iTunes has a great user interface affordance for adding actions to text: clickable arrows embedded right next to the text. (Perhaps Apple wanted to avoid an interface filled with blue, underlined text.) I haven’t found any formal name for them in Apple’s HIG, so I call them link arrows (or jump arrows). Sadly, this is my third post on recreating link arrows. My first post was a first pass at the problem, whereas my second post looked a bit better but not great.
This time, the UI looks right, and clicking works as expected. I wrote up a small sample app to demo the link arrows; see Google Code.
The key is tracking. In the previous post, I used NSCell::hitTestForEvent to detect whether a click “hit” the link arrow image on a mouse down event, but then I immediately acted on it, without waiting for a mouse up event. Jarring and wrong.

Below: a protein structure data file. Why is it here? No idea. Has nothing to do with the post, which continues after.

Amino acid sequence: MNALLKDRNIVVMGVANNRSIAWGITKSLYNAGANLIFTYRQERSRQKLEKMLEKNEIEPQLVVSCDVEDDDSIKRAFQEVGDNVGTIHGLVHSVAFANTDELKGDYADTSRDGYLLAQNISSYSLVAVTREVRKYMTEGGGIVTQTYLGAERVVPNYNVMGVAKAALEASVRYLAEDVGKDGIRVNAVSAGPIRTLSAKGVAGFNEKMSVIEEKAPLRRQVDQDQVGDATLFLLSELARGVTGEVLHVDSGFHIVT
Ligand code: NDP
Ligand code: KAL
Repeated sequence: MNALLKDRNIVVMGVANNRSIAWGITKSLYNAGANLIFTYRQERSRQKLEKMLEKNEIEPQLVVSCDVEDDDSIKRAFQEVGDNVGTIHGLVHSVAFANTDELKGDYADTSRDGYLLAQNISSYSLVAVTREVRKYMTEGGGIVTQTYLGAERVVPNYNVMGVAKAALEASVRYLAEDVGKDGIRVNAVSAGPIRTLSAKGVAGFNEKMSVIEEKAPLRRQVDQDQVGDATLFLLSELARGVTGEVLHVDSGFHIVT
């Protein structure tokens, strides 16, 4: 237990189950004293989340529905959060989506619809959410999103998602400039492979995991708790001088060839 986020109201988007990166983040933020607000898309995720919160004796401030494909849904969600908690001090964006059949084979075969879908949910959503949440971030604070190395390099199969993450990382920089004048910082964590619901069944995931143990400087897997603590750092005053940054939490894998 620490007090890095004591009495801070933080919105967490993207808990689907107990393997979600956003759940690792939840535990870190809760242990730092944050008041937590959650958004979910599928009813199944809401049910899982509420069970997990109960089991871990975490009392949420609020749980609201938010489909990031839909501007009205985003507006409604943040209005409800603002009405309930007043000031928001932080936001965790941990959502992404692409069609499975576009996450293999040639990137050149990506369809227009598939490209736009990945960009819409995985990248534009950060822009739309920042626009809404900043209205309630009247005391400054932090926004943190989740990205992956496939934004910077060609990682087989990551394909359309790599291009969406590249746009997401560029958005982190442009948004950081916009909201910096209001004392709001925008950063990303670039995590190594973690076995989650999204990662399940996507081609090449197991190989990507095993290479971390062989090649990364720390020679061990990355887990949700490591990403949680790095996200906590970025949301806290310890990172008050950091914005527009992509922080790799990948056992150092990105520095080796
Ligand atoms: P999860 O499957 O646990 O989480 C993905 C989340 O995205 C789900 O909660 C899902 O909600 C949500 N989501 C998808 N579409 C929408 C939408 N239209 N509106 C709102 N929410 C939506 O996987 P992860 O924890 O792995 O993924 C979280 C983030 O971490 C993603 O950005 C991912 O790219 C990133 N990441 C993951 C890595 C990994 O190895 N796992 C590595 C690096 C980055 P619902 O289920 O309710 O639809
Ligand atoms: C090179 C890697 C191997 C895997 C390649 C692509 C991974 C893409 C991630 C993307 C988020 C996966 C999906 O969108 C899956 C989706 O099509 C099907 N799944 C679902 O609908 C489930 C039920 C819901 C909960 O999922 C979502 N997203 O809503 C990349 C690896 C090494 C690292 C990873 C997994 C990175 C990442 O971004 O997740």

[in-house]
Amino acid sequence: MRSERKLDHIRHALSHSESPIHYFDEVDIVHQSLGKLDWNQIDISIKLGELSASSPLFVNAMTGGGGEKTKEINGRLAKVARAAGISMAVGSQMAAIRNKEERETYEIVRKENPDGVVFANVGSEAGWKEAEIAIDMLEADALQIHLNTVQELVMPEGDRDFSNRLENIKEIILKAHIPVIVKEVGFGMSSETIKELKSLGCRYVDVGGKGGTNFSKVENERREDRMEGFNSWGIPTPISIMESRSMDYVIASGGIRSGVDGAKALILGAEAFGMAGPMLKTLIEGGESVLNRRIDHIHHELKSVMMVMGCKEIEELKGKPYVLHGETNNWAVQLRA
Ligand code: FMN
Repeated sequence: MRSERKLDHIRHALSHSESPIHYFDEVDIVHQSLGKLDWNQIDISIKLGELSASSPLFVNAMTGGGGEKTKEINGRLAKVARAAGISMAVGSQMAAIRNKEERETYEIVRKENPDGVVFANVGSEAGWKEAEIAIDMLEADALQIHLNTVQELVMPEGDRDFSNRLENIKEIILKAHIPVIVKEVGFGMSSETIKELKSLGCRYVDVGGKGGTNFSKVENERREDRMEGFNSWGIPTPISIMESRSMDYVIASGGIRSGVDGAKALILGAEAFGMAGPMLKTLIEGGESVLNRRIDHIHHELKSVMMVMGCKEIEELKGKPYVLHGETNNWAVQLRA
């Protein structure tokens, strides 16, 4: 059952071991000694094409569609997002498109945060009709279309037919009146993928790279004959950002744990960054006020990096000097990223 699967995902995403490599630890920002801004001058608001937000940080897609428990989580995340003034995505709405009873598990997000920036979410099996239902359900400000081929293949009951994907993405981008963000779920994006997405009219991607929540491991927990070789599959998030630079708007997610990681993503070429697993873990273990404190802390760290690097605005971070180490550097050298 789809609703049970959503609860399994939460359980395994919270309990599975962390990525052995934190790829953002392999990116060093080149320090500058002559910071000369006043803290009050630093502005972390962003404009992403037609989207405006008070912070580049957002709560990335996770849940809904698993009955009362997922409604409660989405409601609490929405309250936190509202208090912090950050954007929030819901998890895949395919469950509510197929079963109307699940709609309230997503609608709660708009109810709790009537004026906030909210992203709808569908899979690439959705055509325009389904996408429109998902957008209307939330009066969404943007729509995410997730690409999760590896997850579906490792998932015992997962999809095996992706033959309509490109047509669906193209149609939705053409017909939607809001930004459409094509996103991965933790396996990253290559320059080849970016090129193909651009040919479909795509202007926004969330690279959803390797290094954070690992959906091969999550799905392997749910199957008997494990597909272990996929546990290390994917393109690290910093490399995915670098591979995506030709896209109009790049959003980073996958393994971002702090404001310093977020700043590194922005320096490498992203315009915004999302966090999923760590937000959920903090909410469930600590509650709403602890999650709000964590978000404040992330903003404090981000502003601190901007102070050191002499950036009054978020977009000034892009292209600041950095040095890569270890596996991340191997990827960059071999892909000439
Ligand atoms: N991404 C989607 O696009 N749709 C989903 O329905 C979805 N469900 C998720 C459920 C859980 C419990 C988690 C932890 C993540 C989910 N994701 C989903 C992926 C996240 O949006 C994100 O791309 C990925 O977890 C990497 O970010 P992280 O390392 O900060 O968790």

There are a couple corner cases I handle in trackMouse:
mouse down outside => mouse up inside (no click)
mouse down inside => mouse up outside (no click)
mouse down inside => mouse drag out => mouse drag in => mouse up inside (click)
These mouse event sequences are what people expect from buttons, and I want people to think of the link arrows as buttons, as iTunes treats them.
Below is the main code from LinkArrowCell.m. The rest is just scaffolding.
Before I went with the trackMouse approach, I looked at subclassing NSCell and overriding startTrackingAt, continueTracking, stopTracking. For some reason, my overridden methods never triggered. Very odd as Apple's NSCell docs bring up the approach, and many developers refer to it working on various email lists like cocoa-dev. Still not sure why this path didn't work, but trackMouse certainly does.
Again, a sample project for this code is at Google Code.